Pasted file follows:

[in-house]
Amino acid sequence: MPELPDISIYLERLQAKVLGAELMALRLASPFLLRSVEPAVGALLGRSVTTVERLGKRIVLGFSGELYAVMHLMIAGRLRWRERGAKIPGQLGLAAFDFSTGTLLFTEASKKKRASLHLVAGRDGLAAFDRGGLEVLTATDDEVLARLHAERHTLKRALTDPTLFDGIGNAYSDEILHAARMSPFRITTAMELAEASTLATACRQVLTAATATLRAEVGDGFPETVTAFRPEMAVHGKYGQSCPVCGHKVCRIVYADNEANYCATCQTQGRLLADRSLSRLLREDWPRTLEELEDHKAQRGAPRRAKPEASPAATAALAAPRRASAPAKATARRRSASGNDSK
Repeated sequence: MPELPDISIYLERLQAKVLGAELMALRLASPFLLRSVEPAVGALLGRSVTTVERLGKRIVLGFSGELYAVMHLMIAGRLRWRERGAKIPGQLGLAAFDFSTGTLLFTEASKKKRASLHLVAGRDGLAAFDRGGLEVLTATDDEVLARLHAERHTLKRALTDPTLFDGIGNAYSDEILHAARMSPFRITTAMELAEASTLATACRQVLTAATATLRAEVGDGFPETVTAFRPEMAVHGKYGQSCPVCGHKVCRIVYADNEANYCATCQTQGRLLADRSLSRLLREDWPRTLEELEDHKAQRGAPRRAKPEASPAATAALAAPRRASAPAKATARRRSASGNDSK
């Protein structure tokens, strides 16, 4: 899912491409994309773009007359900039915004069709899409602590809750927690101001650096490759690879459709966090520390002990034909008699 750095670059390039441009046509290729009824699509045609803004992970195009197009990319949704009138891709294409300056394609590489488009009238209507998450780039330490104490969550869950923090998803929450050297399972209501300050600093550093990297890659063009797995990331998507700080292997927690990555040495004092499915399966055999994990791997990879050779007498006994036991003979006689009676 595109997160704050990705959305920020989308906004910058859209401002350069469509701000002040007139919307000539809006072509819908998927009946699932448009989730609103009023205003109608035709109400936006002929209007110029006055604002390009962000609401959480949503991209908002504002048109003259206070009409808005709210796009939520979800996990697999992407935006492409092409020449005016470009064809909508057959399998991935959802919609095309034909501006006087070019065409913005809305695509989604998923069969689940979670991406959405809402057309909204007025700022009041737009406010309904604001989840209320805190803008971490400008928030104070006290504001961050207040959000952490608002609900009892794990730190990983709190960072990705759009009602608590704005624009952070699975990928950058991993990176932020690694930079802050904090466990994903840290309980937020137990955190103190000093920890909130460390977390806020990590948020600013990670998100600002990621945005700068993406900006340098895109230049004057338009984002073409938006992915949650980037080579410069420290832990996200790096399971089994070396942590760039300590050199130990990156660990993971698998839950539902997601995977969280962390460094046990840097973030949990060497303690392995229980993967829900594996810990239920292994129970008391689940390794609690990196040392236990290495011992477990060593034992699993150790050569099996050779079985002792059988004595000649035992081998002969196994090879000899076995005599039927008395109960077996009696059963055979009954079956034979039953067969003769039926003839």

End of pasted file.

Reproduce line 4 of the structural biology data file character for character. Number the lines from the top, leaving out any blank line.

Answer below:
């Protein structure tokens, strides 16, 4: 899912491409994309773009007359900039915004069709899409602590809750927690101001650096490759690879459709966090520390002990034909008699 750095670059390039441009046509290729009824699509045609803004992970195009197009990319949704009138891709294409300056394609590489488009009238209507998450780039330490104490969550869950923090998803929450050297399972209501300050600093550093990297890659063009797995990331998507700080292997927690990555040495004092499915399966055999994990791997990879050779007498006994036991003979006689009676 595109997160704050990705959305920020989308906004910058859209401002350069469509701000002040007139919307000539809006072509819908998927009946699932448009989730609103009023205003109608035709109400936006002929209007110029006055604002390009962000609401959480949503991209908002504002048109003259206070009409808005709210796009939520979800996990697999992407935006492409092409020449005016470009064809909508057959399998991935959802919609095309034909501006006087070019065409913005809305695509989604998923069969689940979670991406959405809402057309909204007025700022009041737009406010309904604001989840209320805190803008971490400008928030104070006290504001961050207040959000952490608002609900009892794990730190990983709190960072990705759009009602608590704005624009952070699975990928950058991993990176932020690694930079802050904090466990994903840290309980937020137990955190103190000093920890909130460390977390806020990590948020600013990670998100600002990621945005700068993406900006340098895109230049004057338009984002073409938006992915949650980037080579410069420290832990996200790096399971089994070396942590760039300590050199130990990156660990993971698998839950539902997601995977969280962390460094046990840097973030949990060497303690392995229980993967829900594996810990239920292994129970008391689940390794609690990196040392236990290495011992477990060593034992699993150790050569099996050779079985002792059988004595000649035992081998002969196994090879000899076995005599039927008395109960077996009696059963055979009954079956034979039953067969003769039926003839």